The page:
First published: Summer 2015
The extraordinary letters that Emma Hauck (1878–1920) wrote to her husband from the University Psychiatric Clinic in Heidelberg just over a century ago have lost none of their despair over the years. She was suffering from a severe mental disturbance and, at the time of her incarceration in 1909, believed that she had been contaminated and poisoned by her husband’s kiss.
Untitled (Letter to Husband), 1909, pencil on paper, 6.4 x 4.2 ins., 16.3 x 10.6 cm, Inv. 3621, courtesy of the Prinzhorn Collection Centre of the Psychiatric Hospital of the University of Heidelberg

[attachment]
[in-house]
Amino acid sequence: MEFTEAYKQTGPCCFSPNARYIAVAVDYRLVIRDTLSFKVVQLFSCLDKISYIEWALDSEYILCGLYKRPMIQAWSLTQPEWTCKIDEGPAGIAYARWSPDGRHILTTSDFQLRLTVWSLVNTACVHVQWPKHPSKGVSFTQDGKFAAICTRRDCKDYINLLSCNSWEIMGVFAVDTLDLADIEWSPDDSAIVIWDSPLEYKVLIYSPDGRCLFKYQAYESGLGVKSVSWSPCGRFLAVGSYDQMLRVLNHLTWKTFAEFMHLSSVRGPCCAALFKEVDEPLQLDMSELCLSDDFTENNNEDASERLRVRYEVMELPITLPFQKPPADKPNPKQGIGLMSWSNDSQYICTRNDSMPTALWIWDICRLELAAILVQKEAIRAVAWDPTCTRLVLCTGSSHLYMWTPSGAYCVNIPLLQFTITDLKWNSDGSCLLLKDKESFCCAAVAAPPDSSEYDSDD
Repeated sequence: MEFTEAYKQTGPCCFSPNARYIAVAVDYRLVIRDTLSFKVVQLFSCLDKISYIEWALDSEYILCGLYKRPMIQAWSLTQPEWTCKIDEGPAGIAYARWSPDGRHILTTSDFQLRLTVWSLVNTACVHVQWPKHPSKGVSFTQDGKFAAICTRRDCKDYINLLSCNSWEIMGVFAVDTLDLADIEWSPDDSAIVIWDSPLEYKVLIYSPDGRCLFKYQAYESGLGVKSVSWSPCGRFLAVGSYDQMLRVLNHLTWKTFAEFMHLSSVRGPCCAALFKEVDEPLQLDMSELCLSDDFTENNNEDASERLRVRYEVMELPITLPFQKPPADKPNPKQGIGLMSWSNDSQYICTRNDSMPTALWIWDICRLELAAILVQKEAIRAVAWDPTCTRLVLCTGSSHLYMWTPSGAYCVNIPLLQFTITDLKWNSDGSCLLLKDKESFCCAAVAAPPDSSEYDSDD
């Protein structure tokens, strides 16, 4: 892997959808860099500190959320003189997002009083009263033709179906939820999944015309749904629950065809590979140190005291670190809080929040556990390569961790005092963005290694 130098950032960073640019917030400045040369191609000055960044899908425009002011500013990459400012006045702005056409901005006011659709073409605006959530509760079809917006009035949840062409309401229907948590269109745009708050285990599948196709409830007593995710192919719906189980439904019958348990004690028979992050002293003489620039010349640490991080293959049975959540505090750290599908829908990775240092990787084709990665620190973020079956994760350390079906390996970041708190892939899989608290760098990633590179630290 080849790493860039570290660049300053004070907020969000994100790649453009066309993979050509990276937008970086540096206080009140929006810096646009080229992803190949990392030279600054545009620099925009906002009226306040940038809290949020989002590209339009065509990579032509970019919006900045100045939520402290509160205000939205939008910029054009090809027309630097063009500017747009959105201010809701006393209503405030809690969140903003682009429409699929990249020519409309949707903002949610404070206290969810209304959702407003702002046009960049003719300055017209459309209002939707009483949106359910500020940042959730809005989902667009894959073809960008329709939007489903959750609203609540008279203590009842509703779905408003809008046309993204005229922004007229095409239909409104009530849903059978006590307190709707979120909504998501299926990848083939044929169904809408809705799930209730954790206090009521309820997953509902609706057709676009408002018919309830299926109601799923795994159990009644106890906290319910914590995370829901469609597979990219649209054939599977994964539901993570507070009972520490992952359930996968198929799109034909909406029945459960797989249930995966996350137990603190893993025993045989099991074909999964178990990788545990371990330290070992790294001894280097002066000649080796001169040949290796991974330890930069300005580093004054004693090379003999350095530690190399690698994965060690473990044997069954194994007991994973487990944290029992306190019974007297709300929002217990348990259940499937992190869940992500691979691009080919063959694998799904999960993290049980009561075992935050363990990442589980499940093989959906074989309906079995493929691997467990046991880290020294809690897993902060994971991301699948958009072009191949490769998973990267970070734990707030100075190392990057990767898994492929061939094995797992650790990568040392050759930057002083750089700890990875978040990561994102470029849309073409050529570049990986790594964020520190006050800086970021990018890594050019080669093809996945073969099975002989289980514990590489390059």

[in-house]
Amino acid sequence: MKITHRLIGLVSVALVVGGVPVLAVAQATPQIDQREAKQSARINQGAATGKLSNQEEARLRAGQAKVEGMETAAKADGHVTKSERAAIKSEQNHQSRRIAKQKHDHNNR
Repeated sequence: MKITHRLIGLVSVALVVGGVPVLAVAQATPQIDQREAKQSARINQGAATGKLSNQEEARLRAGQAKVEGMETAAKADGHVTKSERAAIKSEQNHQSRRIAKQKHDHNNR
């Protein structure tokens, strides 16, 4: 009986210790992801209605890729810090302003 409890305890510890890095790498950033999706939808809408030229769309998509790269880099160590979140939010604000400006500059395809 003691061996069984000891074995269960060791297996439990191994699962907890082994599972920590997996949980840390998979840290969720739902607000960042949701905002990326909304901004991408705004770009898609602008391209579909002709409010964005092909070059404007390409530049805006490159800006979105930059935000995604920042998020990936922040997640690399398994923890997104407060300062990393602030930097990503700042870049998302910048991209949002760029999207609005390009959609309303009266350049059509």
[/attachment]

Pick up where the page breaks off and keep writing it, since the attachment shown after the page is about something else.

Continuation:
Originally from a modest family in Ellwangen, Hauck had apparently been a boisterous child who grew up to enjoy theatre and dancing. There is nothing in the case history to indicate that she would deteriorate so quickly and dramatically. Having had no vocational training, she became an assistant in her mother’s dress shop and had apparently been a diligent worker. However, throughout the course of her four-year marriage she became increasingly unstable and suffered from feelings of emptiness, stubbornly withdrawing from society and neglecting her personal hygiene. She began to fear that the food she ate was poisoned and that her children were infecting her. On one occasion she thought that something was stuck in her throat and blamed her husband. Eventually, after becoming increasingly distressed, she was detained at the clinic in Heidelberg for a few weeks. At first she appeared to recover and was allowed to stay in her mother’s house. However, a month later she was returned to the clinic, diagnosed with incurable dementia praecox and sent to the asylum in Wiesloch where she died eleven years later at the age of 42.